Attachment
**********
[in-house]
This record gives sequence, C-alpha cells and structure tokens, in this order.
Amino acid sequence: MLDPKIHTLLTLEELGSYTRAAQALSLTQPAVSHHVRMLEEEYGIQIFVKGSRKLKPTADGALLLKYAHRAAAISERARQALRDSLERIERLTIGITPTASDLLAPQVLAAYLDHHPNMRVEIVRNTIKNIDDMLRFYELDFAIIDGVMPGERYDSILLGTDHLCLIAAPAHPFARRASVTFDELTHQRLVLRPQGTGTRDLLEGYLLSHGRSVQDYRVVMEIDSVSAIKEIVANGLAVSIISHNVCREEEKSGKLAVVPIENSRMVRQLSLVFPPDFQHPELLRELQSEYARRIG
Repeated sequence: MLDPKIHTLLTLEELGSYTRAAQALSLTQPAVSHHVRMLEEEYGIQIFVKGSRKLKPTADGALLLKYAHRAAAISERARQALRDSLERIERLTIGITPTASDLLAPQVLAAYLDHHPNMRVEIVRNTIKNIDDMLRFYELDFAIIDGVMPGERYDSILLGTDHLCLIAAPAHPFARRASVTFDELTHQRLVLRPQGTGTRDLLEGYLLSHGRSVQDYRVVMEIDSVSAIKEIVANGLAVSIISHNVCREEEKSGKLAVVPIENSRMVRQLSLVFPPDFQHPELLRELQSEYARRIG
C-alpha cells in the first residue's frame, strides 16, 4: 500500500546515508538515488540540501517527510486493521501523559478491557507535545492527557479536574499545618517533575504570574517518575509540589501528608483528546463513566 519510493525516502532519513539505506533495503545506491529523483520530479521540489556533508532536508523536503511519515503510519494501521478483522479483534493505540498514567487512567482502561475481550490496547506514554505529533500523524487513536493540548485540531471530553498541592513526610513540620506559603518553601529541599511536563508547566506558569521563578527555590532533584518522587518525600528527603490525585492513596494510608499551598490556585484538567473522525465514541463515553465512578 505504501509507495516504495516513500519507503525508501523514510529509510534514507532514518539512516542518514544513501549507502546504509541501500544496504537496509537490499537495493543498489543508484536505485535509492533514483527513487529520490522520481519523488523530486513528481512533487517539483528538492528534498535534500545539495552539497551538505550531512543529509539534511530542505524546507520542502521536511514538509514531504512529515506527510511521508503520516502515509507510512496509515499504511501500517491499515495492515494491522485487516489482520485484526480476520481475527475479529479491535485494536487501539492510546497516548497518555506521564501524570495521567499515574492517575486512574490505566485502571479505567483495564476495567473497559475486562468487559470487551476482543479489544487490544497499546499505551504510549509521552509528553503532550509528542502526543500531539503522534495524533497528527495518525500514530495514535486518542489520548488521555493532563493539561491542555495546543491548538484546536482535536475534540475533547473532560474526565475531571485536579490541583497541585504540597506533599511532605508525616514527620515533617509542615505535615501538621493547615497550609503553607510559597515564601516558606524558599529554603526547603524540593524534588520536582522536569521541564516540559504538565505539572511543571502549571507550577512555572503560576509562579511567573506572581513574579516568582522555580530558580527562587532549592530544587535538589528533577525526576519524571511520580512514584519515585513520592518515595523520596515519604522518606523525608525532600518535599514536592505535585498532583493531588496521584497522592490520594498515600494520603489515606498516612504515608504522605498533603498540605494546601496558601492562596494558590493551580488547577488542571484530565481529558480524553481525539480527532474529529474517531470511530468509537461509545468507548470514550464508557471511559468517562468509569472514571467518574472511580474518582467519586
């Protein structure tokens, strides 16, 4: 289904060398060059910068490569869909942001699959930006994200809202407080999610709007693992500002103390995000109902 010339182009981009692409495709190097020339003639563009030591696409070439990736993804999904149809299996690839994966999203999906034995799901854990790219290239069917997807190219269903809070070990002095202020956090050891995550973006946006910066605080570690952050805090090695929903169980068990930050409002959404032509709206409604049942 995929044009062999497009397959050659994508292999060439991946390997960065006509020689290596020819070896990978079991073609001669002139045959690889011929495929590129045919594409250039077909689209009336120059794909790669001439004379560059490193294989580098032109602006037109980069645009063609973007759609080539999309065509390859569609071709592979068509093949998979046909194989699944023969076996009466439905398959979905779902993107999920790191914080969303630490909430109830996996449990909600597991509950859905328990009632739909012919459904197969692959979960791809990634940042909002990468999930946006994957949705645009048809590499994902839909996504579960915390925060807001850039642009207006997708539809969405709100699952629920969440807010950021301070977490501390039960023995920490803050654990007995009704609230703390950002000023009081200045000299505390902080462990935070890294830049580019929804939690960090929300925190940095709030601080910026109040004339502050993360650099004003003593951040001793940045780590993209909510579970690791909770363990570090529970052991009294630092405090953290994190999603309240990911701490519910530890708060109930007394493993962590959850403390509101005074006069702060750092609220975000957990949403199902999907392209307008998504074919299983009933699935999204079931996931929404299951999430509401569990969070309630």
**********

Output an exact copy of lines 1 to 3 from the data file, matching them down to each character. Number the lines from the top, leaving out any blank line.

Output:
[in-house]
This record gives sequence, C-alpha cells and structure tokens, in this order.
Amino acid sequence: MLDPKIHTLLTLEELGSYTRAAQALSLTQPAVSHHVRMLEEEYGIQIFVKGSRKLKPTADGALLLKYAHRAAAISERARQALRDSLERIERLTIGITPTASDLLAPQVLAAYLDHHPNMRVEIVRNTIKNIDDMLRFYELDFAIIDGVMPGERYDSILLGTDHLCLIAAPAHPFARRASVTFDELTHQRLVLRPQGTGTRDLLEGYLLSHGRSVQDYRVVMEIDSVSAIKEIVANGLAVSIISHNVCREEEKSGKLAVVPIENSRMVRQLSLVFPPDFQHPELLRELQSEYARRIG